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Thread: Banjo-Mandolin ID

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    Default Banjo-Mandolin ID

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ID:	159931Need help finding out about this Banjo Mandolin. No name. It came to me strung with only 4 strings that are nylon. The string gauges appear about equal, and wonder if there is a reason why these are on there. The G string is not any thicker than the others and when tuned down to a "mandolin G" it is too loose and rattles. Would like to try steel strings, but don't know if there is a tension issue. It is is good shape and the neck plays clean. Any info or advice is appreciated.
    Last edited by Amandalyn; Aug-10-2017 at 9:07pm. Reason: Add pic
    Teri LaMarco

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    Default Re: Banjo-Mandolin ID

    Hi Teri, That's a clean looking little banjo mandolin. My guess is that somebody attempted to string it like a banjo uke. The floppy G string is probably meant to be tuned higher in the typical re-entrant ukulele fashion.

    Since it's clearly a banjo mandolin, my further guess would be that you won't have any problems stringing it up with light gauge strings.
    Steve



    "They're approaching. That's very forward of them."

  3. #3

    Default Re: Banjo-Mandolin ID

    It does look nice! I have an old Gibson mando-banjo, strung in Aquila Red mandolin nylon, and it is a blast. The 4 nylon strings are easy on the fingers, and the Aquila set makes the tension feel "close" to what people expect. I am told with 4 strings it is called a "melody banjo." I am learning (one year in, only) to play single note melodies for ITM, Quebecois, and Old Timey and the like, and I love it. My session mates don't mind the sound, and the more experienced musicians (both banjo and mandolin) get a charge out of it. For about 7 dollars or less you can string it with the white Aquila "Soprano Ukulele 5ths" string set, which puts it in mando tuning. Just be careful with the high E; they break frequently, so the advice is tune low, rest an hour or so, tune again, maybe three or for steps to get to the E. I actually (since the breakage was mostly near the knot/tail) strip some thin copper wire for the insulation (maybe 3 inches or so) and slip it over the bottom end of the E string, before I tie the knot. Now, I have 4 different instruments tuned that way, and they all hold up (and mostly hold tune) very nicely.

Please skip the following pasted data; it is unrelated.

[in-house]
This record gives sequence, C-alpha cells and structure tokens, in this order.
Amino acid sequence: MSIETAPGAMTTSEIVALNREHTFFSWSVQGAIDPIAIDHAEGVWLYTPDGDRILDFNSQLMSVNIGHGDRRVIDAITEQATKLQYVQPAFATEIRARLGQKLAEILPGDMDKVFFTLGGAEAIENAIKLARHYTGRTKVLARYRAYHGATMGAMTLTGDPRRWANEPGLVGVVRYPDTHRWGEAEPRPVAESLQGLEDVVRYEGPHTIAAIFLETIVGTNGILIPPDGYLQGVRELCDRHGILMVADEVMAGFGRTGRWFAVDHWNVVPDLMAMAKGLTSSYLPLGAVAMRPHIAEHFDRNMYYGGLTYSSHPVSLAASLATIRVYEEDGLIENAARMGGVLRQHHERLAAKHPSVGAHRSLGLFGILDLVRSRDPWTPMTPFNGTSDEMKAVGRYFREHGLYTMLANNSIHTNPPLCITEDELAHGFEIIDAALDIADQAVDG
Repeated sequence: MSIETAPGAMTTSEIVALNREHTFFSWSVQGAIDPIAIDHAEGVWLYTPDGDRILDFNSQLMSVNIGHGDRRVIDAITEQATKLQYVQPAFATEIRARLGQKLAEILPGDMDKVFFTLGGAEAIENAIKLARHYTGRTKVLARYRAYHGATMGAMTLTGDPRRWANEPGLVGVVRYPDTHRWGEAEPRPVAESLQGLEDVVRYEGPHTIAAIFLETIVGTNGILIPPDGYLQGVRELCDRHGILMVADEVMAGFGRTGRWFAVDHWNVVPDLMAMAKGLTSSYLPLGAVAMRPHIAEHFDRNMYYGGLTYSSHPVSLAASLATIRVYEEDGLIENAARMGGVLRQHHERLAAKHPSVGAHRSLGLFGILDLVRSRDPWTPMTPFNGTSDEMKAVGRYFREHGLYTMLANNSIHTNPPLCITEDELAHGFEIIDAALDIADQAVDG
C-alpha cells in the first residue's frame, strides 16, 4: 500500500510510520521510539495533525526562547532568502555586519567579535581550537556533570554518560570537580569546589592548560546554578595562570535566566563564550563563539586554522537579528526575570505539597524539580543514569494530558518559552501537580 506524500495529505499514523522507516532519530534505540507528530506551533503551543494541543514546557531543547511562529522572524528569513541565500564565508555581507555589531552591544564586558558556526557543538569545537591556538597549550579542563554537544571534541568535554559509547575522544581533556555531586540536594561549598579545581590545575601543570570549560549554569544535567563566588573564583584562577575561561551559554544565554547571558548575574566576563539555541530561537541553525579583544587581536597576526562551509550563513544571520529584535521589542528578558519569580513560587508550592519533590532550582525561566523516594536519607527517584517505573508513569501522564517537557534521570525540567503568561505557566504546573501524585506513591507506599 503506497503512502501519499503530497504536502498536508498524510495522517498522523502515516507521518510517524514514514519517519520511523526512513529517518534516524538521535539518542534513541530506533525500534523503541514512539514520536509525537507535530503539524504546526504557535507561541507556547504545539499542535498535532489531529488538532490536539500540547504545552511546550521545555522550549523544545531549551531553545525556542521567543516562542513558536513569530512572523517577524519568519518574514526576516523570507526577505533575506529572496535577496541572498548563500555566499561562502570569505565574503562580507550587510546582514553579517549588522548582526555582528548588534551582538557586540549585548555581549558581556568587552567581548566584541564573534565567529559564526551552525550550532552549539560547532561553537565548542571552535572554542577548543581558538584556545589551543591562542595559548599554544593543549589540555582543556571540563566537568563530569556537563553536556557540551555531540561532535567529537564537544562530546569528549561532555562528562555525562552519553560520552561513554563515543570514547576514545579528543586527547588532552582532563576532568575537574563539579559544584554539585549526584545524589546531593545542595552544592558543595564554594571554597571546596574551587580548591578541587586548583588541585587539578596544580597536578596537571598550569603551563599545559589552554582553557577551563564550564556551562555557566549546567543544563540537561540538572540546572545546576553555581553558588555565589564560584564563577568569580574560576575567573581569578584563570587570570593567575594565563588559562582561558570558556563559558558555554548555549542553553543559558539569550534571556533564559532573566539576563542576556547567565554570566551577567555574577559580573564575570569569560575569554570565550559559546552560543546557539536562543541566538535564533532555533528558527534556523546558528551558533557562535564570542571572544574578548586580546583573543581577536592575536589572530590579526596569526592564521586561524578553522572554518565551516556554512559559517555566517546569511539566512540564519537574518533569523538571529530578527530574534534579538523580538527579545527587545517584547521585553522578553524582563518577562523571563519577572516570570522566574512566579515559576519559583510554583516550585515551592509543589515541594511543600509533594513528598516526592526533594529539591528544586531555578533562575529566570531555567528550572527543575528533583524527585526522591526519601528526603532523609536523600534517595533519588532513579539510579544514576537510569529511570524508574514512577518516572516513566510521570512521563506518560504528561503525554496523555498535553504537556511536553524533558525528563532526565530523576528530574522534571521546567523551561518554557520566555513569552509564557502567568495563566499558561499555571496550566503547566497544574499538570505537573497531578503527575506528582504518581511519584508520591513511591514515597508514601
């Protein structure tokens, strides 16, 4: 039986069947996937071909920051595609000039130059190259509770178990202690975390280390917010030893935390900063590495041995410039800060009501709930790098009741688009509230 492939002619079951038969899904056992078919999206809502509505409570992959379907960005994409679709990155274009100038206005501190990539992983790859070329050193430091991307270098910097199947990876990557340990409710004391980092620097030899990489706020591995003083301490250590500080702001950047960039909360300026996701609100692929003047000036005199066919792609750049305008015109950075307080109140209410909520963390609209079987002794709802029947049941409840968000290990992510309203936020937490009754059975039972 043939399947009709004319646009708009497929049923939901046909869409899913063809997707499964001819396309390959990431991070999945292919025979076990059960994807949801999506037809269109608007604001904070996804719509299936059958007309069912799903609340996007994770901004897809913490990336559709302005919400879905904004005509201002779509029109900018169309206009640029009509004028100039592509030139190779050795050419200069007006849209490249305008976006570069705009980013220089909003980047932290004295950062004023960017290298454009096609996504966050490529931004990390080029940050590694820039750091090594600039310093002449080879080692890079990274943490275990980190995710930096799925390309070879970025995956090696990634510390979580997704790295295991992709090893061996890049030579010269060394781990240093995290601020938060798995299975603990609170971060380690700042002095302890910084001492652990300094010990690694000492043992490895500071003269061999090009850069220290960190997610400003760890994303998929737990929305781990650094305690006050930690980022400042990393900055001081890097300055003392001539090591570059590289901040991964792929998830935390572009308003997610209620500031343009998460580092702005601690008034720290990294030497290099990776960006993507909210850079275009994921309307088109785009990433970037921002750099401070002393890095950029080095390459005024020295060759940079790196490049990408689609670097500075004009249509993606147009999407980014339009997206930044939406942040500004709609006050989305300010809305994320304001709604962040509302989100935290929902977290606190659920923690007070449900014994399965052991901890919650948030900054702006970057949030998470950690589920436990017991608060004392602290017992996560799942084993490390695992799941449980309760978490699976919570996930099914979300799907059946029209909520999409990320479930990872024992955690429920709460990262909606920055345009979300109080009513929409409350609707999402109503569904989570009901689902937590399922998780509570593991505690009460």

Have fun!

    David

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    Mando accumulator allenhopkins's Avatar
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    Default Re: Banjo-Mandolin ID

    Any identifying marks inside the shell? If not, it looks like an inexpensive "trade" instrument, as shown by the smaller number of brackets, and the lack of headstock inlay and fretboard position markers. Instruments like this were turned out in large numbers, often without manufacturer's markings, and sold through distributors to music dealers.

    Doesn't mean that it's not a decent playable instrument. I agree with Steve that the previous owner was probably a ukulele player, and strung this one up as a ukulele banjo. If you want to play it as a mandolin, I'd string it up with light-gauge mandolin strings and see what it sounds like, and how it plays.

    Mandolin banjos tend toward the raucous; if you like that, fine. If you don't, you can stuff a towel or other cloth inside the shell and cut the volume down significantly. You can also follow the advice above and try nylon strings, but I'd give it a go with regular steel mando strings first. That's the stringing the instrument was designed for.
    Allen Hopkins
    Gibsn: '54 F5 3pt F2 A-N Custm K1 m'cello
    Natl Triolian Dobro mando
    Victoria b-back Merrill alumnm b-back
    H-O mandolinetto
    Stradolin Vega banjolin
    Sobell'dola Washburn b-back'dola
    Eastmn: 615'dola 805 m'cello
    Flatiron 3K OM

  5. #5